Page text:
As a girl, I loved the story of how my parents chose my name. My mother loved the name Christina and planned to use it if she ever had a girl. But, as she would say, she changed her mind the minute the doctors put her beautiful baby daughter in her arms. She took one look at me, fell in love and decided I was meant to be a Katherine.
In my early twenties, I learned from my dad that there was more to the story. Apparently after hearing of my intended name, my maternal grandmother was so upset that she dispatched my grandfather to the hospital. He let my mother know that if she did not name me after her mother, my grandmother would never speak to her again.
I’m not sure if my poor mom was just tired from a difficult, 24-hour labor or if she just wanted to please her mother. I do know my name is Katherine Lee and that I was named for my maternal grandmother and my paternal grandfather. My mom did rebel a bit though. My grandmother spelled her name with a C.
Perhaps you can tell that I come from a long line of strong women who like to get their way. Such a personality trait will always complicate mother-daughter relationships.
My mother and I are no exception. I spoke very early and had no problem speaking my mind. This complicated our relationship, and we have had our share of heated battles through the years.
Thankfully, with age, and the arrival of my own children our relationship has mellowed.
I’ll be the first to admit that I wasn’t easy to raise. My firstborn, although a boy, reminds me so much of myself that at times I want to scream. At other times, I want to call my mother and thank her for not strangling me. He embodies qualities I like about myself as well as many that may make me seem… well, challenging.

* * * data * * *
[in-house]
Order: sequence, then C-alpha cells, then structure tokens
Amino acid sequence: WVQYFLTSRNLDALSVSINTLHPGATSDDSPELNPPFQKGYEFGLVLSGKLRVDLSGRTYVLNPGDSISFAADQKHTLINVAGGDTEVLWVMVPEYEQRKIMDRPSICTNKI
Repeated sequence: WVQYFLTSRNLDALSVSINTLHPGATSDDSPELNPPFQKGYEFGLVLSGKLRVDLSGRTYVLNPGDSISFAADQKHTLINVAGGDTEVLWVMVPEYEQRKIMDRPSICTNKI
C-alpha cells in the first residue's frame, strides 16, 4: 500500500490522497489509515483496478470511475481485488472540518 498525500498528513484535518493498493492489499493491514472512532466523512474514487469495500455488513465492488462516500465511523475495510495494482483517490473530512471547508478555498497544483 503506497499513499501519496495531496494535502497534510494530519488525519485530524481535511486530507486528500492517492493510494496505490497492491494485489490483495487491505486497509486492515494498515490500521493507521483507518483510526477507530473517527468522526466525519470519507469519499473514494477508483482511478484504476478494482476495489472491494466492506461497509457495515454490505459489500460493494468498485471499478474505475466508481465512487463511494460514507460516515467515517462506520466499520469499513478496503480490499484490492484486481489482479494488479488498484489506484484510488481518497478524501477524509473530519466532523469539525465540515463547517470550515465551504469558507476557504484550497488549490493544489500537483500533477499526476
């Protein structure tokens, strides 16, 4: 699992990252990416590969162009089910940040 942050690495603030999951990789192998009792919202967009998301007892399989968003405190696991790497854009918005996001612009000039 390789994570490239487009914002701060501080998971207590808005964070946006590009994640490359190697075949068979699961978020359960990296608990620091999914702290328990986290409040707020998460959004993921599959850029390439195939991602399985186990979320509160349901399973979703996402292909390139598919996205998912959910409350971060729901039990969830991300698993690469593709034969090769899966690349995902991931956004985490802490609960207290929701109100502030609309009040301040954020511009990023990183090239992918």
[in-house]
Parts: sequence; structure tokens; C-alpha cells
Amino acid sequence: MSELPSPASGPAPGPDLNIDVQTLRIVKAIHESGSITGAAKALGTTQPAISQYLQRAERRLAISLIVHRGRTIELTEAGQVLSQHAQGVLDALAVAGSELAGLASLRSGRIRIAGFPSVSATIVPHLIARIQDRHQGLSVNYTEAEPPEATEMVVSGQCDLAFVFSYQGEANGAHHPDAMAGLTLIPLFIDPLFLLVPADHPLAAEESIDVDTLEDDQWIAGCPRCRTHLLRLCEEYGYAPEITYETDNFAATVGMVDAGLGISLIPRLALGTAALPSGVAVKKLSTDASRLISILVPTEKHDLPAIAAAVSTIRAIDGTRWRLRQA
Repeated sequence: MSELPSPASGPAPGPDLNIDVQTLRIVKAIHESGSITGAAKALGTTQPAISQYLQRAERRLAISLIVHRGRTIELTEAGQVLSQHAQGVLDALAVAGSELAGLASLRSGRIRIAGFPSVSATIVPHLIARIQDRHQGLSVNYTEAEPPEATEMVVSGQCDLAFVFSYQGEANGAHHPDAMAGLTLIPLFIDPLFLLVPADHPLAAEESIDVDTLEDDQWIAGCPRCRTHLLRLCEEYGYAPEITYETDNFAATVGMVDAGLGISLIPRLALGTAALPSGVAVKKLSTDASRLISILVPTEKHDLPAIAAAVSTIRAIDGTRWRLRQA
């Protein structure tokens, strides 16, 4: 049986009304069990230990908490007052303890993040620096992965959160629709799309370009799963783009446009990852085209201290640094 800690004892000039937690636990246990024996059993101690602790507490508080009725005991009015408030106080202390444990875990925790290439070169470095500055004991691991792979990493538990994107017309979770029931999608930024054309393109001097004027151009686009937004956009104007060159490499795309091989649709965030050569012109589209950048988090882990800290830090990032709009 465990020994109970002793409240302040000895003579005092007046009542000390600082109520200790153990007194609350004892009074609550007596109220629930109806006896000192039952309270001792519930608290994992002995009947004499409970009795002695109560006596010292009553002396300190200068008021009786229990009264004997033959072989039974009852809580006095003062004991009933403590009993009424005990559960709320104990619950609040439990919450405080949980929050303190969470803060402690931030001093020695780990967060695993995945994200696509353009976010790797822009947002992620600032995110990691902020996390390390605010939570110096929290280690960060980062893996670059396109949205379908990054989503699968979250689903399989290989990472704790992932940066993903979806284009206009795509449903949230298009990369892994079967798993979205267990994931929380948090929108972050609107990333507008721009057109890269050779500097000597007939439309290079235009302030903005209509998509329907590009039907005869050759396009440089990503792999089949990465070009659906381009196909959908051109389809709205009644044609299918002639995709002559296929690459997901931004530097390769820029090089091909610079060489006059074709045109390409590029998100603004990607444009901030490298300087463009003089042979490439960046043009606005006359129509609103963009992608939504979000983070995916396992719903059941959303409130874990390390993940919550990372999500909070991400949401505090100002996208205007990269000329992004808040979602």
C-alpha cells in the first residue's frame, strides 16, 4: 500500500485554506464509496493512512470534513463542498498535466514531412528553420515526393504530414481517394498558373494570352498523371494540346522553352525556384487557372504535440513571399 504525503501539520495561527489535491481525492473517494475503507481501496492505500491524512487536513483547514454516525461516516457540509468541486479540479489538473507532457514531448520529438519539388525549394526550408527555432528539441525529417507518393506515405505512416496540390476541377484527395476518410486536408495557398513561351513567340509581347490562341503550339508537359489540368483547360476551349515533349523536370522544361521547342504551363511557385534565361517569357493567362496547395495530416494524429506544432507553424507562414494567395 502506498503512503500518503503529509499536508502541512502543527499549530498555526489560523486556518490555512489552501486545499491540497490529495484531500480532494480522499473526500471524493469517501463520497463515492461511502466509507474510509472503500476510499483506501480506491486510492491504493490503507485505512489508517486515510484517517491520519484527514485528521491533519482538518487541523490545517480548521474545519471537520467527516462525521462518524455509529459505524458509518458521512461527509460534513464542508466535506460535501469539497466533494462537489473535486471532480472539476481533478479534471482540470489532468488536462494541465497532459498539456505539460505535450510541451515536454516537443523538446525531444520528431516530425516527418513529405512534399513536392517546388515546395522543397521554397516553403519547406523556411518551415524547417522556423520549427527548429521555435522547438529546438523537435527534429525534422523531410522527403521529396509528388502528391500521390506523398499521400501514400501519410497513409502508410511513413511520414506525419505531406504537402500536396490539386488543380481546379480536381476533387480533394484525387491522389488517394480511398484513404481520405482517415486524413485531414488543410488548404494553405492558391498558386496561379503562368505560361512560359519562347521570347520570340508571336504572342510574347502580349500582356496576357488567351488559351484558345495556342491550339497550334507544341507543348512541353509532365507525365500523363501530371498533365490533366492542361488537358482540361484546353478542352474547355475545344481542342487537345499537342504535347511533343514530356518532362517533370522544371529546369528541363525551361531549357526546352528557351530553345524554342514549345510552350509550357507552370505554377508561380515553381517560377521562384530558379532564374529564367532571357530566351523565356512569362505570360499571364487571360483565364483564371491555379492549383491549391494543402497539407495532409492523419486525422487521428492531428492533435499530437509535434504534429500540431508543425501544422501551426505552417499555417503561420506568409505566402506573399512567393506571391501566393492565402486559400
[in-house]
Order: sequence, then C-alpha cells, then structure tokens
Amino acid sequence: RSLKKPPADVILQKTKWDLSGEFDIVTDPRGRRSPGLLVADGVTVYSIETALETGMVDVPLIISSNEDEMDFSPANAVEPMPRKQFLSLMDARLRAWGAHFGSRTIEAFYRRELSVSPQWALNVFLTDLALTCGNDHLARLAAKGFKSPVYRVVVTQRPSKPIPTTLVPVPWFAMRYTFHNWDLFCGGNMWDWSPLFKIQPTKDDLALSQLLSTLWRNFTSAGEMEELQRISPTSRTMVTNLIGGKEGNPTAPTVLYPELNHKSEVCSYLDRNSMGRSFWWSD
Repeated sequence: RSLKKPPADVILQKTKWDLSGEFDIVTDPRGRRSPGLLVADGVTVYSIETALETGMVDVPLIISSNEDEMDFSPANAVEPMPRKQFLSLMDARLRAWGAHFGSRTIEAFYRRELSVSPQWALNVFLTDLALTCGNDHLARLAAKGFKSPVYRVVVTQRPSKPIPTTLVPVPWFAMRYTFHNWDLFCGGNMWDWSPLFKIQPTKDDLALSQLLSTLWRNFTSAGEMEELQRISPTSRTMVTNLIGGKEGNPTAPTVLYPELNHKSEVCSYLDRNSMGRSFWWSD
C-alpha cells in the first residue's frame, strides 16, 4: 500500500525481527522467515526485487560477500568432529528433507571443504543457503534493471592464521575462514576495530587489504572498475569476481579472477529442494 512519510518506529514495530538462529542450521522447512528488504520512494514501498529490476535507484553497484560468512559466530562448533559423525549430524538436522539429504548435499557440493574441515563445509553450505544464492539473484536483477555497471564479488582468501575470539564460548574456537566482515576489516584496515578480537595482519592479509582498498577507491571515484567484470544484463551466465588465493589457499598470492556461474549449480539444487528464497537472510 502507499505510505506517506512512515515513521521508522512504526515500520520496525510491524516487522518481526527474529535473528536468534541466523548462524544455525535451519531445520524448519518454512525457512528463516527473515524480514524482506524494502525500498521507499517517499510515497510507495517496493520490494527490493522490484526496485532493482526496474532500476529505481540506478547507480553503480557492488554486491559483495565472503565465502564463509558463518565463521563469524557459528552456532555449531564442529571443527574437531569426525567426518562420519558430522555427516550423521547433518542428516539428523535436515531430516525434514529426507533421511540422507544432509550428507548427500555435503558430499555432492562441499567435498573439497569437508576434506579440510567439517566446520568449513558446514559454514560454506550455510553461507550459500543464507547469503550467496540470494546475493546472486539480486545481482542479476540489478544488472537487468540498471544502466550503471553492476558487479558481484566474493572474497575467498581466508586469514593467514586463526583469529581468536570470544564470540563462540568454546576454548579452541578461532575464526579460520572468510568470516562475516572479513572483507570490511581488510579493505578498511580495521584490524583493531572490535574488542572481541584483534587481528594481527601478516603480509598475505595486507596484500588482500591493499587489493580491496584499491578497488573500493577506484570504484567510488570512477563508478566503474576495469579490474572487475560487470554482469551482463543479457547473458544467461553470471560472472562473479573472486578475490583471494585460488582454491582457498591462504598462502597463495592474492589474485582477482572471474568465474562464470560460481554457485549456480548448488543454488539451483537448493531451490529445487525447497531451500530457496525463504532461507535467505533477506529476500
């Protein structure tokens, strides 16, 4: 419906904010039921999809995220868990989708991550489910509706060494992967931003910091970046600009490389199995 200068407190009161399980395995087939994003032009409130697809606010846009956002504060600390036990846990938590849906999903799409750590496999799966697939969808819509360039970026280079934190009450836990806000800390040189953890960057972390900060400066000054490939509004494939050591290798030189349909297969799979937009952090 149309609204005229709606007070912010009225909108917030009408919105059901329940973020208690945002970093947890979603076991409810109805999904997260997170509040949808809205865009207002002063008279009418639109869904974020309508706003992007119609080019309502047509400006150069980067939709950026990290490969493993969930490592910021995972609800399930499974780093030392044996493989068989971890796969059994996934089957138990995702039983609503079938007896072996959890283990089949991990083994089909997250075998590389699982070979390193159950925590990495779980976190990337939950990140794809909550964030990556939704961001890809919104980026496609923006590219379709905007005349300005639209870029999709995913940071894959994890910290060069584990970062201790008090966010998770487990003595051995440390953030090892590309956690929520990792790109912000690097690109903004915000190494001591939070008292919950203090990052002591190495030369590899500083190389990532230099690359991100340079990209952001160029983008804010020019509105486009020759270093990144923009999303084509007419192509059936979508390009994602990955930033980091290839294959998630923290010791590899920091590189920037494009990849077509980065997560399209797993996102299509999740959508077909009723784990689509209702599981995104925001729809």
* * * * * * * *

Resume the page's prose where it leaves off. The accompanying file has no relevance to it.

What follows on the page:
When he and I fight, my mother’s words echo in my mind, “I wish upon you the same thing my mother wished upon me… a child as difficult as you are.”
She got her wish, I have three.
My mom had three girls, and I thought I got away easy with two boys and only one girl. I remember the wars that would occur in a house of almost all women.
My poor dad.
I also, foolishly, had the idea that given my daughter’s special needs, our relationship would be easier. After all, the world is so hard for Lizzy to navigate, especially when it comes to language. Surely that would help us avoid the mother-daughter battles that were an everyday occurrence in my childhood.
All I can say is, Lizzy is one strong little girl. It’s a great trait for her given all the challenges she faces. It’s not so great for me as her mother.
This was apparent a few weeks ago when Lizzy participated in her first Special Olympics.
“No mommy, no hair.”
“Lizzy, stand still, I just want to fix your bow.”
“Noooo, you’re hurting me. Leave me alone,” she said very loudly.
Just what a mother wants to hear with 50 other parents and volunteers watching us.
“Very good sentence, Lizzy. Now stand still,” I said in a tone that would earn me canonization.
This was only slightly more embarrassing then last year during dinner at my in-laws. “Mommy. Get off my back,” she said.
The difference between Lizzy’s outbursts and those of a typical child is that when Lizzy does this, my family doesn’t think less of us. They’re too busy trying not to laugh.
“Kathy, she is doing really well,” my sister-in- law whispered to me as my husband escorted Miss Lizzy away from the table.
Lizzy has also spread her wings in shcool. One day her teacher called me, laughing. Lizzy was getting very frustrated with the math that she was working on. All of a sudden, she headed for the door and said, “That’s it, I’m out of here.”
My daughter’s show of independence has always stirred a host of different emotions for me. First, is just plain anger and a little shock. How can my sweet baby talk to me like that?
But that anger is tempered with gratitude. It’s hard for me to be too mad when I waited so long to hear her speak. What she says is less an issue because I am just so thrilled to hear her say anything.
Inside my beautiful daughter’s very complicated brain is a little girl who is a lot like me. She just wants her mom to leave her hair alone and let her be.
My job is to learn the delicate balancing act of letting her go just enough, yet still keeping her safe.